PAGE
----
Media Lifeline: Virgin Media
campaignlive.co.uk, Friday, 13 July 2007 12:00AM
Sir Richard Branson's turbulent road to quadruple play has taken a fresh turn in the guise of a confirmed bid.
1999: Virgin Mobile launches as a mobile virtual network operator - a customer-facing brand that actually uses the infrastructure of another operator, in this case T-Mobile. Virgin is already an internet service provider, having launched a free service, Virgin.net, in 1996. This is eventually sold to ntl in 2004.
March 2006: By the late 90s, the cable market had boiled down to two companies - ntl and Telewest, the latter of which had merged with Flextech. Then in 2006 comes the consolidation endgame, with the formation of ntl:Telewest.
July 2006: But that merger process has hardly begun bedding in when ntl:Telewest begins talks with Virgin Mobile. The eventual deal, worth £962 million, creates the UK's first quadruple-play media company - television services, broadband internet, mobile and fixed-line telephony. Sir Richard Branson becomes a 10.7 per cent shareholder in the new company, which has the rights to use Virgin branding for 30 years.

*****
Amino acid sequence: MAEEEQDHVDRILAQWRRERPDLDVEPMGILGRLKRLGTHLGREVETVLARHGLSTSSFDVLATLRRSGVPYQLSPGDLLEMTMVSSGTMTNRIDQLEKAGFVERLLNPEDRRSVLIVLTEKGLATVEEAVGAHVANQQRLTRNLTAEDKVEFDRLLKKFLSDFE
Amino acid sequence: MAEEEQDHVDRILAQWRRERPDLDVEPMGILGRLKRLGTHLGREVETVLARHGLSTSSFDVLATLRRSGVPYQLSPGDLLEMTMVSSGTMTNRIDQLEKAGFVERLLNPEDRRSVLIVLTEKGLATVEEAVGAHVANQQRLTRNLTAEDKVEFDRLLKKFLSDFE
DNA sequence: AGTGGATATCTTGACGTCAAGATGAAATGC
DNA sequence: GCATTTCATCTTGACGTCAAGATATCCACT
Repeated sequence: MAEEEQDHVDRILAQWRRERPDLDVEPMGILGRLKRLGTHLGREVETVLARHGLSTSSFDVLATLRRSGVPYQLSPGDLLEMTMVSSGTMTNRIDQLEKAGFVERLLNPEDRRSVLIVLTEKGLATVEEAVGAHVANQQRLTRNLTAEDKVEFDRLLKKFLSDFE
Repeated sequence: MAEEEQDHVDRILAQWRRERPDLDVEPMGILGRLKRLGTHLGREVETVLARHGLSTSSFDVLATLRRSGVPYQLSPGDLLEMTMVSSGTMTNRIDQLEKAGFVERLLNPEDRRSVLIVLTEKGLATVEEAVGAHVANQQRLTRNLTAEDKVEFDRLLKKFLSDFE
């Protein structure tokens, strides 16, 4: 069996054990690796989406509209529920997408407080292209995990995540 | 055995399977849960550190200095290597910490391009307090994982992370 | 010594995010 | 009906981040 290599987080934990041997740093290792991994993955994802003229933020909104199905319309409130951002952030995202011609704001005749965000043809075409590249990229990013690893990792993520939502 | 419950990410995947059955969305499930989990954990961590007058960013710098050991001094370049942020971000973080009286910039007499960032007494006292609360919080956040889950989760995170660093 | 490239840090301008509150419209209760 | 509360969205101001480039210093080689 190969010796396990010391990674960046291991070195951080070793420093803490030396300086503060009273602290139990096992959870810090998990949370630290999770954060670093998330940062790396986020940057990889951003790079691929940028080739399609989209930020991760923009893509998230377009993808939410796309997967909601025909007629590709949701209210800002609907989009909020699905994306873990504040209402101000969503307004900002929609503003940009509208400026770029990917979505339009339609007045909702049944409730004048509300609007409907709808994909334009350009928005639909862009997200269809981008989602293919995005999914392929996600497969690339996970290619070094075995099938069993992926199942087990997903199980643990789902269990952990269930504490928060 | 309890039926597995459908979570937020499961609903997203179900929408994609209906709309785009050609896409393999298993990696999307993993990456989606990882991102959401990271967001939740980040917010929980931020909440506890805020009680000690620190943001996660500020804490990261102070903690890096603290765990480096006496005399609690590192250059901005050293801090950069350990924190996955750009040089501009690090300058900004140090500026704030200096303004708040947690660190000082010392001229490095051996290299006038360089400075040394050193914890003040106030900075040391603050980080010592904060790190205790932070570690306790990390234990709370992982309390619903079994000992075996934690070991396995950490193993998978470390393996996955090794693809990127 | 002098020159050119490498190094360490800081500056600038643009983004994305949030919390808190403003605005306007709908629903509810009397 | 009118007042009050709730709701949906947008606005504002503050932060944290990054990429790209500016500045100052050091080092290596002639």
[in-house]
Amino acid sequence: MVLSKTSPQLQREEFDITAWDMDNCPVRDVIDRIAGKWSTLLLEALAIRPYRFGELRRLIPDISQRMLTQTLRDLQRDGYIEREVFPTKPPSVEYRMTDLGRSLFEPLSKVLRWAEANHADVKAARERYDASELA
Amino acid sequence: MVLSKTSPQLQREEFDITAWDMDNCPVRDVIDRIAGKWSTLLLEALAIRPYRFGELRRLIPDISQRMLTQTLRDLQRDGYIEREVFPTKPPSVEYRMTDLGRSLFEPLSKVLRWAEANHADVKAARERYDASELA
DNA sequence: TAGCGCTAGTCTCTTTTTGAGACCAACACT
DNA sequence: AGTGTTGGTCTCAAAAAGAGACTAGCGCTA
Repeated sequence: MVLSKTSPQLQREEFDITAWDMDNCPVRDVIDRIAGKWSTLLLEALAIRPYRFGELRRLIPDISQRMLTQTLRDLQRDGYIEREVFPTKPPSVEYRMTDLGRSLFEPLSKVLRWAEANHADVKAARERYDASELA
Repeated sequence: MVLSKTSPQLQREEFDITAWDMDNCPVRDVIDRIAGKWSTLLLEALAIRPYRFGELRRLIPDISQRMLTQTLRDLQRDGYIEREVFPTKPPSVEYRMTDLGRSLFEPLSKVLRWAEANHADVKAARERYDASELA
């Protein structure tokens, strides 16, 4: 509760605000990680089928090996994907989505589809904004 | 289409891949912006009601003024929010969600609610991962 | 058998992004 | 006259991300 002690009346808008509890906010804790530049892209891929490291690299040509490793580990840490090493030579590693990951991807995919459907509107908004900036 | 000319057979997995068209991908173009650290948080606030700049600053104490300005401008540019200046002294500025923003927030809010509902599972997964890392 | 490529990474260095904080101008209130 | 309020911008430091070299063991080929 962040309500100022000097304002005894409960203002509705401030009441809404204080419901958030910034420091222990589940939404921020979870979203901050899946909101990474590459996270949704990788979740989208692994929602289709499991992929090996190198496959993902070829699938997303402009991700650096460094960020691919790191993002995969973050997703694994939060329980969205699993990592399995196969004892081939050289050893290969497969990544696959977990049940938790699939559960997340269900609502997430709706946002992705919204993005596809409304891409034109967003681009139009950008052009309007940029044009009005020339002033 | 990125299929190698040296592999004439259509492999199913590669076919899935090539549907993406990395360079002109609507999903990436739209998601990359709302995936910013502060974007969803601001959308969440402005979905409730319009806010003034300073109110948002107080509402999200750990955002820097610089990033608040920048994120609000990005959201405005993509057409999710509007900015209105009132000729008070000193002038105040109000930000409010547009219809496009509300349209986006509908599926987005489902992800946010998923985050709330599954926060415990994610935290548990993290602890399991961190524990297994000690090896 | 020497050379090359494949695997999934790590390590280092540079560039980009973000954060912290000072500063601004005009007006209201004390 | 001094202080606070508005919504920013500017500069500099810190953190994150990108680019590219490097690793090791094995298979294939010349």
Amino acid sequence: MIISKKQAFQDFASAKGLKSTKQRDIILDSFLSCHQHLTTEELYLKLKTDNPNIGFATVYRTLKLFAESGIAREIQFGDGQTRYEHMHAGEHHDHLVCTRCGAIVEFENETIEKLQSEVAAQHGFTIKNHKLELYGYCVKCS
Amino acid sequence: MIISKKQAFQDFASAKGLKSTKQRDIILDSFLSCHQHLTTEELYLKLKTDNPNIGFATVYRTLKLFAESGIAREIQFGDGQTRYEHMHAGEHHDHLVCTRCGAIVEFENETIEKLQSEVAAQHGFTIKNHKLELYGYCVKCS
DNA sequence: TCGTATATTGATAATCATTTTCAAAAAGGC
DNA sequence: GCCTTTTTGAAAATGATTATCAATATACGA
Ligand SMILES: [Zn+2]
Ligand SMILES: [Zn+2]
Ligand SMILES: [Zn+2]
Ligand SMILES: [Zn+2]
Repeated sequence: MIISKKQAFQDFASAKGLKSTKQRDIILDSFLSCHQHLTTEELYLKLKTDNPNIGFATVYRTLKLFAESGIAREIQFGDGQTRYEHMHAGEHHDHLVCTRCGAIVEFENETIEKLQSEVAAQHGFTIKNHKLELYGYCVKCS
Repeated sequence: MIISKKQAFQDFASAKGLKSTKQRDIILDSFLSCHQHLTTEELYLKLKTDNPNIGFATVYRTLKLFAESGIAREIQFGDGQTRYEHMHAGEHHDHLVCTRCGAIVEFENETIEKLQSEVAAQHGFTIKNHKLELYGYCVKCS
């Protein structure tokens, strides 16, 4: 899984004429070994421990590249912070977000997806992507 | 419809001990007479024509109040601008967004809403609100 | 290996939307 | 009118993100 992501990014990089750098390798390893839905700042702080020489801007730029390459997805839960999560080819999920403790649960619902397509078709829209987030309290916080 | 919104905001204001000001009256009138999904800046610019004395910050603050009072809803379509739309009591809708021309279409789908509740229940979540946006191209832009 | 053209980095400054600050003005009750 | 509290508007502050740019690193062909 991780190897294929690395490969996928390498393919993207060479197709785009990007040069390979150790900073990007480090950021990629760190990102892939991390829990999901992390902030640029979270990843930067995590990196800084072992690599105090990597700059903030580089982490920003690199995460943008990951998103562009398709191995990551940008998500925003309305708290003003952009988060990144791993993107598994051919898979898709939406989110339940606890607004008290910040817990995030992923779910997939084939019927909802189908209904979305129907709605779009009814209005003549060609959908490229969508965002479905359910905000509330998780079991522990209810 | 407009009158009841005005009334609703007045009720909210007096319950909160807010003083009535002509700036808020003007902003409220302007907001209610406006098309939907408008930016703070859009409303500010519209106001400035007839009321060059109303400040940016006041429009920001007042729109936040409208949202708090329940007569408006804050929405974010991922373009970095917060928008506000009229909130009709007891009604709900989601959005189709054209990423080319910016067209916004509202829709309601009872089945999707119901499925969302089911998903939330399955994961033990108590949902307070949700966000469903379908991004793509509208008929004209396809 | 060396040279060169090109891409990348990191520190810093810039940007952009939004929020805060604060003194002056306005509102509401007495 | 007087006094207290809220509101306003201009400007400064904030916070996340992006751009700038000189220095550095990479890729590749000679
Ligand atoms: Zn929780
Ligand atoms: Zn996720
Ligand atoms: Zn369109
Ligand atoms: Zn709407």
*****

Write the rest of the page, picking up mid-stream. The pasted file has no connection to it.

February 2007: But the company soon runs into controversy. In November 2006, it is revealed that it has been in merger talks with ITV. BSkyB moves swiftly to block the deal by acquiring a 17 per cent stake in the network. The ill-will spills over into carriage talks - and at the end of February, six Sky-branded channels are withdrawn from the Virgin Media cable platform.
July 2007: And, despite continuing doubts about whether it can ever be dominant in its sectors, Virgin Media wins interest from private equity companies. There is speculation that an £11 billion bid may be from The Carlyle Group.
Fast forward ...
2008: Having succeeded in its bid, Carlyle decides it can obtain best value by breaking up Virgin Media. Its duct infrastructure (including the wires in the ground) is sold to British Gas; its fixed-line telephony, broadband and TV operating divisions are sold to Carphone Warehouse; O2 agrees to take on its mobile customers; while BBC World absorbs the group's programming arm.
This article was first published on campaignlive.co.uk
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